When members of the Ashland Elk’s Lodge say they’re cooking a ton of food for the community to share during Thanksgiving, they mean it.
It isn’t easy to coordinate, cook, pack, deliver and serve 1,200 to 1,400 holiday meals for the less fortunate, shut ins, or anyone who wishes to join the local Elks for a sit-down dinner at their 900 Carter Ave. lodge. Mike Piatt, who coordinates the annual Thanksgiving dinner along with Mark Ison, said the group relies upon years of experience to get all the jobs done.
“We’ve got guys who all they do is prep and cook the turkeys and we’ve got others just in the kitchen and others that just want to fill trays,” Piatt said. “We have a crew to serve, a crew to deliver a crew to distribute desserts and then we’ve got a clean-up crew ... they’re a big help because a lot of these people get in here at 5 in the morning and they’re pretty tired by 3 in the afternoon.”
Thanksgiving Dinner by Ashland Elks Lodge BPOE #350 will begin at 11 a.m. and continue until 3 p.m., Nov. 24. The traditional dinner, which became an Elk’s Lodge undertaking in 1992, will include freshly prepared items including approximately 900 pounds of turkey and 800 pounds of dressing along with a full compliment of side dishes including green beans, yams, mashed potatoes, gravy, dinner rolls and desserts.
Piatt said the meal began as a way of extending holiday warmth to local families who might not have a chance to enjoy a Thanksgiving dinner, then expanded to include deliveries to people who are shut-in and unable to visit the lodge for a meal, and soon opened to anyone who just wants a place to share the holiday meal with others.
“It definitely grew. Within five years we found there are no restaurants open on Thanksgiving and we have people traveling through, staying at local hotels and so on and they didn’t want to eat alone. And, we have single people who just don’t want to eat alone,” Piatt said. “It kind of grew out of that.”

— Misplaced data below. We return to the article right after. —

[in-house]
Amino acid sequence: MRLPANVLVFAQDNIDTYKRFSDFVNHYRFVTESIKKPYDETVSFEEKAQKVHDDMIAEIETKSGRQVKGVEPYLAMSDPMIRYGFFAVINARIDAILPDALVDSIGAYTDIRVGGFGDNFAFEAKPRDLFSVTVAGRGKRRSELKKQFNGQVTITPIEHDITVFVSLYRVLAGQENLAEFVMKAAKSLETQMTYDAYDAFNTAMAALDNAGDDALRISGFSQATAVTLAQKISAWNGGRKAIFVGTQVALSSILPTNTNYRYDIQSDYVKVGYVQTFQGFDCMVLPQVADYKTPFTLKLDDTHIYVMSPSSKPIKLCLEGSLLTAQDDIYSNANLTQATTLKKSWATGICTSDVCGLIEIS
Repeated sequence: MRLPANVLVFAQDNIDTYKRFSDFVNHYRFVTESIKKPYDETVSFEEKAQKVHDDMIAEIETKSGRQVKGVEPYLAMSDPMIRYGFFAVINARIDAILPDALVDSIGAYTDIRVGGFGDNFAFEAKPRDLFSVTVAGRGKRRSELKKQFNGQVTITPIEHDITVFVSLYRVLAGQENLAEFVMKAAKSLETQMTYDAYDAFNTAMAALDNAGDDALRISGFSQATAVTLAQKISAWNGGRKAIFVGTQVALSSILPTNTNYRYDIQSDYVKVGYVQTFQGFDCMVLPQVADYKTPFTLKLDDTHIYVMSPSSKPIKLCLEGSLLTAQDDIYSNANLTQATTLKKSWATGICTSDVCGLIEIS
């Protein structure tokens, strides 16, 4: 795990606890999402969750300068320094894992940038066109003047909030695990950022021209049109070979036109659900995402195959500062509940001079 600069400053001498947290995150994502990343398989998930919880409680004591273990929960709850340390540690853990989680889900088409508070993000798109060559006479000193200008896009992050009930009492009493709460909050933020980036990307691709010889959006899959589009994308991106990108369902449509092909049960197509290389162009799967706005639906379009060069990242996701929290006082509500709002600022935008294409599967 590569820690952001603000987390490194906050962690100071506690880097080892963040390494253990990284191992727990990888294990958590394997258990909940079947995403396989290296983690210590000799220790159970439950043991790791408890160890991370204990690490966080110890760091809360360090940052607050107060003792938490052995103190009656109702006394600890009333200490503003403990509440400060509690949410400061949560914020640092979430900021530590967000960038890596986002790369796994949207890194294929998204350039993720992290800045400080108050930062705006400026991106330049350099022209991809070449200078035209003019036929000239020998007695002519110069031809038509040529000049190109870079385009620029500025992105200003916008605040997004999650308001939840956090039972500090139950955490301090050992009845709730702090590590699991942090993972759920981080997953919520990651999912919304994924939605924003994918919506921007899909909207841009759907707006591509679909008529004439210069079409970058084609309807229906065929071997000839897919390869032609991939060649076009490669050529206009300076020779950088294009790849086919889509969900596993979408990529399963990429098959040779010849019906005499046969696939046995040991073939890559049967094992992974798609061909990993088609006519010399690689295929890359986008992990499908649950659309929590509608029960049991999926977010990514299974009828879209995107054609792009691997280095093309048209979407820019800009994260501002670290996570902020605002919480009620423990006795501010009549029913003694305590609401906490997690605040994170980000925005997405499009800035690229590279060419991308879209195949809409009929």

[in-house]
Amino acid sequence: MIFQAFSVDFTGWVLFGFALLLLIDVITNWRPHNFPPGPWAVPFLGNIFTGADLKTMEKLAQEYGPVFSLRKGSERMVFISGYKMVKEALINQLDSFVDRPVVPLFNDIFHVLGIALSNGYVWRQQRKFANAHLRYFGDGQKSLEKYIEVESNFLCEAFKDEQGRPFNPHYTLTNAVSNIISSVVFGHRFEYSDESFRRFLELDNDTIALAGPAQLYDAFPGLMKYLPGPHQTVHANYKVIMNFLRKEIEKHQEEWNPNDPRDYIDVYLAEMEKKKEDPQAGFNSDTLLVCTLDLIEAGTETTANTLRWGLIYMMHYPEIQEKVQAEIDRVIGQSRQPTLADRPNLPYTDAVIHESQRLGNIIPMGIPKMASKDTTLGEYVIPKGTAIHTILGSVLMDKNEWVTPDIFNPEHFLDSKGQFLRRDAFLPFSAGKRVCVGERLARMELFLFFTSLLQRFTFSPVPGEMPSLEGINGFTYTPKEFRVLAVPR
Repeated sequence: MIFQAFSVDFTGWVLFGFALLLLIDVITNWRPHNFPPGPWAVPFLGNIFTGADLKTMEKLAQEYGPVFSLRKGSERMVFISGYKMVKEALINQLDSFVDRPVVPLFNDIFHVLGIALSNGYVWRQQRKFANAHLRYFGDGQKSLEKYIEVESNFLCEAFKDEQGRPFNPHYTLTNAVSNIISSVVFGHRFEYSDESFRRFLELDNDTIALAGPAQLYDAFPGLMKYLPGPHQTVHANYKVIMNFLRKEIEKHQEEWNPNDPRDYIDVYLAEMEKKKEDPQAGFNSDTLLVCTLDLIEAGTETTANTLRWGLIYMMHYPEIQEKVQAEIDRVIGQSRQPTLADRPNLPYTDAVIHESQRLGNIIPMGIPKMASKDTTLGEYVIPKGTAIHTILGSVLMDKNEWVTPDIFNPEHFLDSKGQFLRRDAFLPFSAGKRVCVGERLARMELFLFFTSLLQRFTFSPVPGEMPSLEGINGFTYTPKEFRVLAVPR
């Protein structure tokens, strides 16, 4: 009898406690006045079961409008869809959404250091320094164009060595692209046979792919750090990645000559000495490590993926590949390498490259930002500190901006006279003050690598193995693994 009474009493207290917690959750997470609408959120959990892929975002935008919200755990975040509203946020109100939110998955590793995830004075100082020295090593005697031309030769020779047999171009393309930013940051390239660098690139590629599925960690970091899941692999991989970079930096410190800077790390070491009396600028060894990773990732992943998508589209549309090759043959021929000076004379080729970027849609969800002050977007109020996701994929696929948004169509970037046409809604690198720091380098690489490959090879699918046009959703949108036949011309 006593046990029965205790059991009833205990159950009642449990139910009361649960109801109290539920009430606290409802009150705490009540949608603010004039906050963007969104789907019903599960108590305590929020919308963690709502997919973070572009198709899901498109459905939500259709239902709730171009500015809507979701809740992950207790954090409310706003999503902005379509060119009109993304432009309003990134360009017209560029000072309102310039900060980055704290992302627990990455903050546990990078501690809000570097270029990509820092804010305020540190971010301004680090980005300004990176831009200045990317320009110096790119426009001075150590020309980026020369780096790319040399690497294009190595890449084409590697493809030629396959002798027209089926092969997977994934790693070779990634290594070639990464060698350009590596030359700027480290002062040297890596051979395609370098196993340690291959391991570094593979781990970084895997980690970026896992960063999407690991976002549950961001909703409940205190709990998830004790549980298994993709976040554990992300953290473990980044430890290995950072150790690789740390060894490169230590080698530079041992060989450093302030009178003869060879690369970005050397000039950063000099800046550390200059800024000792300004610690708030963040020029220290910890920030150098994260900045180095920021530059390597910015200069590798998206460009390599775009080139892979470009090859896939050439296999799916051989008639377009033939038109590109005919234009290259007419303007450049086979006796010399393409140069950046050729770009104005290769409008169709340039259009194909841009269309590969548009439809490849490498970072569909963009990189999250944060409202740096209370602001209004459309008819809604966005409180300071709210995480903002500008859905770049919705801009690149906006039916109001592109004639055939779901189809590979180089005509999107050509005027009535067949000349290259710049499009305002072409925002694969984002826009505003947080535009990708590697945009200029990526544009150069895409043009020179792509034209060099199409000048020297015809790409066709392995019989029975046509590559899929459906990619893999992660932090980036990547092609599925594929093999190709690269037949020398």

Entire families often choose to enjoy their Thanksgiving meal at the local Elk’s Lodge, Piatt said, often for the fellowship they enjoy as well as the chance to support the effort while avoiding the hassles of cooking and clean-up at their own homes.
The dinners are offered free of charge, although donations are accepted to help offset the cost of food and preparation. Piatt estimated 60 people, including non-Elk members, are involved with the various tasks involved in assembling, serving and delivering so many meals.
“We’ll start prep this weekend. When you are cooking that much food you can’t wait until that morning to get started,” he said, noting Chuck Schubert’s team will begin making the dressing next week.
“It’s all fresh. He has a dressing crew that comes in on Wednesday and they start tearing up the bread and prepping and making the cornbread that goes in it, and they’ll get it ready to bake,” he said.
Even though the lodge currently has “an abundance of volunteers” for all jobs, Piatt said they will likely need a few more people to pitch in after 1:30 p.m. when the morning’s volunteers start to run out of steam. Anyone who is considered a shut-in is asked to call 324-5720 after 8:30 a.m. on Thanksgiving Day to request a meal.
“We ask those requesting delivery to truly be a shut in,” Piatt expressed.
TIM PRESTON can be reached at firstname.lastname@example.org.